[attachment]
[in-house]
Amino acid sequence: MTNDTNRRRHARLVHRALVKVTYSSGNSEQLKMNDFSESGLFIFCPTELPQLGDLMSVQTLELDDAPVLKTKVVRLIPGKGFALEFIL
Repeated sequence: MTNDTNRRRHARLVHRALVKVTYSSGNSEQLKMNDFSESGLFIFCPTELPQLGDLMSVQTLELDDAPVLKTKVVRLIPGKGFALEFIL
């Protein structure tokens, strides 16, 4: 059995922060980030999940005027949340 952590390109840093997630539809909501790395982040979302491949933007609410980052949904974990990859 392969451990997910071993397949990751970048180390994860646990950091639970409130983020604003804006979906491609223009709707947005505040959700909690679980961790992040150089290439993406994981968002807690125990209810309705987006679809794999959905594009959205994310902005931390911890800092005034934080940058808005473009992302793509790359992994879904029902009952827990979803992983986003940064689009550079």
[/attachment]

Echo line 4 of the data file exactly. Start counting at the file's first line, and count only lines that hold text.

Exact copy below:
């Protein structure tokens, strides 16, 4: 059995922060980030999940005027949340 952590390109840093997630539809909501790395982040979302491949933007609410980052949904974990990859 392969451990997910071993397949990751970048180390994860646990950091639970409130983020604003804006979906491609223009709707947005505040959700909690679980961790992040150089290439993406994981968002807690125990209810309705987006679809794999959905594009959205994310902005931390911890800092005034934080940058808005473009992302793509790359992994879904029902009952827990979803992983986003940064689009550079």